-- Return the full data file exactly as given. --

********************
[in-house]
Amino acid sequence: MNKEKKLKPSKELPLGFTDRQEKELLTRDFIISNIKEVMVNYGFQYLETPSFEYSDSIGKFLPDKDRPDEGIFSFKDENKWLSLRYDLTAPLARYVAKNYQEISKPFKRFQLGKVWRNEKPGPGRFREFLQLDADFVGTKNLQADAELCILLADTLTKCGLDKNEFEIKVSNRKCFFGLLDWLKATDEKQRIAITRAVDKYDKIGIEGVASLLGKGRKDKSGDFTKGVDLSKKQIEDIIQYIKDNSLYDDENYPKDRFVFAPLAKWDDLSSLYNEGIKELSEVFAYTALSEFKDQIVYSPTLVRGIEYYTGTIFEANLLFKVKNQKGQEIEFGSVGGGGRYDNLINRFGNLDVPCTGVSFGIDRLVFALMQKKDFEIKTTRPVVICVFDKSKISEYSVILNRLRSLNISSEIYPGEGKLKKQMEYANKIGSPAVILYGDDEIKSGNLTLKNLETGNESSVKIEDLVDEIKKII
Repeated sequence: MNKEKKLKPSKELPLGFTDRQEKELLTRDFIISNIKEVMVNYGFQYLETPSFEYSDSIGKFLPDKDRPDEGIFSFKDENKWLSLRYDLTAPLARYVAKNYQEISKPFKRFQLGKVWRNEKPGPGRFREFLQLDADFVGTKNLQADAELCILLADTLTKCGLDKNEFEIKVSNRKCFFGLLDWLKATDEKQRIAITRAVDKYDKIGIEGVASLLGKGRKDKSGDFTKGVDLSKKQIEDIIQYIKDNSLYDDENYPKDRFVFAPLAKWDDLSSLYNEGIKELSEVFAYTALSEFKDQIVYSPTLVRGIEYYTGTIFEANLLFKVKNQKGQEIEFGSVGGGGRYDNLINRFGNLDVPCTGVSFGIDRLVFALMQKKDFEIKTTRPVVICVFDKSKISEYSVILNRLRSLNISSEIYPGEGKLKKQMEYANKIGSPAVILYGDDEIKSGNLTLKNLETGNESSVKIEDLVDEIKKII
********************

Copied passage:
[in-house]
Amino acid sequence: MNKEKKLKPSKELPLGFTDRQEKELLTRDFIISNIKEVMVNYGFQYLETPSFEYSDSIGKFLPDKDRPDEGIFSFKDENKWLSLRYDLTAPLARYVAKNYQEISKPFKRFQLGKVWRNEKPGPGRFREFLQLDADFVGTKNLQADAELCILLADTLTKCGLDKNEFEIKVSNRKCFFGLLDWLKATDEKQRIAITRAVDKYDKIGIEGVASLLGKGRKDKSGDFTKGVDLSKKQIEDIIQYIKDNSLYDDENYPKDRFVFAPLAKWDDLSSLYNEGIKELSEVFAYTALSEFKDQIVYSPTLVRGIEYYTGTIFEANLLFKVKNQKGQEIEFGSVGGGGRYDNLINRFGNLDVPCTGVSFGIDRLVFALMQKKDFEIKTTRPVVICVFDKSKISEYSVILNRLRSLNISSEIYPGEGKLKKQMEYANKIGSPAVILYGDDEIKSGNLTLKNLETGNESSVKIEDLVDEIKKII
Repeated sequence: MNKEKKLKPSKELPLGFTDRQEKELLTRDFIISNIKEVMVNYGFQYLETPSFEYSDSIGKFLPDKDRPDEGIFSFKDENKWLSLRYDLTAPLARYVAKNYQEISKPFKRFQLGKVWRNEKPGPGRFREFLQLDADFVGTKNLQADAELCILLADTLTKCGLDKNEFEIKVSNRKCFFGLLDWLKATDEKQRIAITRAVDKYDKIGIEGVASLLGKGRKDKSGDFTKGVDLSKKQIEDIIQYIKDNSLYDDENYPKDRFVFAPLAKWDDLSSLYNEGIKELSEVFAYTALSEFKDQIVYSPTLVRGIEYYTGTIFEANLLFKVKNQKGQEIEFGSVGGGGRYDNLINRFGNLDVPCTGVSFGIDRLVFALMQKKDFEIKTTRPVVICVFDKSKISEYSVILNRLRSLNISSEIYPGEGKLKKQMEYANKIGSPAVILYGDDEIKSGNLTLKNLETGNESSVKIEDLVDEIKKII